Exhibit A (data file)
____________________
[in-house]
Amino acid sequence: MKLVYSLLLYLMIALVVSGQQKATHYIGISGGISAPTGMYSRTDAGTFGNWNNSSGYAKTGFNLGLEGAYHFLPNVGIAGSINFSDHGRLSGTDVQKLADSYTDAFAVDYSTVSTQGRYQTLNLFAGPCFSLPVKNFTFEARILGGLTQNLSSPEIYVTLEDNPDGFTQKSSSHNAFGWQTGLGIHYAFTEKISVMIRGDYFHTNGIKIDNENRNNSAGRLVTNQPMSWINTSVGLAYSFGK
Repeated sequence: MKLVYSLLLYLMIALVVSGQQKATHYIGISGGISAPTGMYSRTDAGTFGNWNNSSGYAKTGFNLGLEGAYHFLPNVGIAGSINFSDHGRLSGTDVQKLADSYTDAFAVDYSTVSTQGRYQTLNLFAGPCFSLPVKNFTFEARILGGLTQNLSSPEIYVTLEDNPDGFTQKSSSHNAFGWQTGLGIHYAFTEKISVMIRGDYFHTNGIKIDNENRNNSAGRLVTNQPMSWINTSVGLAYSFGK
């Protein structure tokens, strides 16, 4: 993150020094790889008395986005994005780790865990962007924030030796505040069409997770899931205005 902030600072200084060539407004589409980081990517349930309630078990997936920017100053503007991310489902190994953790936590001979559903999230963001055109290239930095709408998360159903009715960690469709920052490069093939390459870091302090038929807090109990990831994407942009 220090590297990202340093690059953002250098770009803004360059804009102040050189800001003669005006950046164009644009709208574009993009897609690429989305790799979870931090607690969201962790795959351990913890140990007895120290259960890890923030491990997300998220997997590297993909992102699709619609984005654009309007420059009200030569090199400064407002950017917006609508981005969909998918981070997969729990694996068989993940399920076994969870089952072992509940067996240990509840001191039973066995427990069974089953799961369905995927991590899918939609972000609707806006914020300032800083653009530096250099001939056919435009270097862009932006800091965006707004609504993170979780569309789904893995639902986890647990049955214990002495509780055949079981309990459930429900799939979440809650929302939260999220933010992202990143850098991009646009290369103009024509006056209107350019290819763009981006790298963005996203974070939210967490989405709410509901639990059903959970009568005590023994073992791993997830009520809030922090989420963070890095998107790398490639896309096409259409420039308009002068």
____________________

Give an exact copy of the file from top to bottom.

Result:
[in-house]
Amino acid sequence: MKLVYSLLLYLMIALVVSGQQKATHYIGISGGISAPTGMYSRTDAGTFGNWNNSSGYAKTGFNLGLEGAYHFLPNVGIAGSINFSDHGRLSGTDVQKLADSYTDAFAVDYSTVSTQGRYQTLNLFAGPCFSLPVKNFTFEARILGGLTQNLSSPEIYVTLEDNPDGFTQKSSSHNAFGWQTGLGIHYAFTEKISVMIRGDYFHTNGIKIDNENRNNSAGRLVTNQPMSWINTSVGLAYSFGK
Repeated sequence: MKLVYSLLLYLMIALVVSGQQKATHYIGISGGISAPTGMYSRTDAGTFGNWNNSSGYAKTGFNLGLEGAYHFLPNVGIAGSINFSDHGRLSGTDVQKLADSYTDAFAVDYSTVSTQGRYQTLNLFAGPCFSLPVKNFTFEARILGGLTQNLSSPEIYVTLEDNPDGFTQKSSSHNAFGWQTGLGIHYAFTEKISVMIRGDYFHTNGIKIDNENRNNSAGRLVTNQPMSWINTSVGLAYSFGK
């Protein structure tokens, strides 16, 4: 993150020094790889008395986005994005780790865990962007924030030796505040069409997770899931205005 902030600072200084060539407004589409980081990517349930309630078990997936920017100053503007991310489902190994953790936590001979559903999230963001055109290239930095709408998360159903009715960690469709920052490069093939390459870091302090038929807090109990990831994407942009 220090590297990202340093690059953002250098770009803004360059804009102040050189800001003669005006950046164009644009709208574009993009897609690429989305790799979870931090607690969201962790795959351990913890140990007895120290259960890890923030491990997300998220997997590297993909992102699709619609984005654009309007420059009200030569090199400064407002950017917006609508981005969909998918981070997969729990694996068989993940399920076994969870089952072992509940067996240990509840001191039973066995427990069974089953799961369905995927991590899918939609972000609707806006914020300032800083653009530096250099001939056919435009270097862009932006800091965006707004609504993170979780569309789904893995639902986890647990049955214990002495509780055949079981309990459930429900799939979440809650929302939260999220933010992202990143850098991009646009290369103009024509006056209107350019290819763009981006790298963005996203974070939210967490989405709410509901639990059903959970009568005590023994073992791993997830009520809030922090989420963070890095998107790398490639896309096409259409420039308009002068």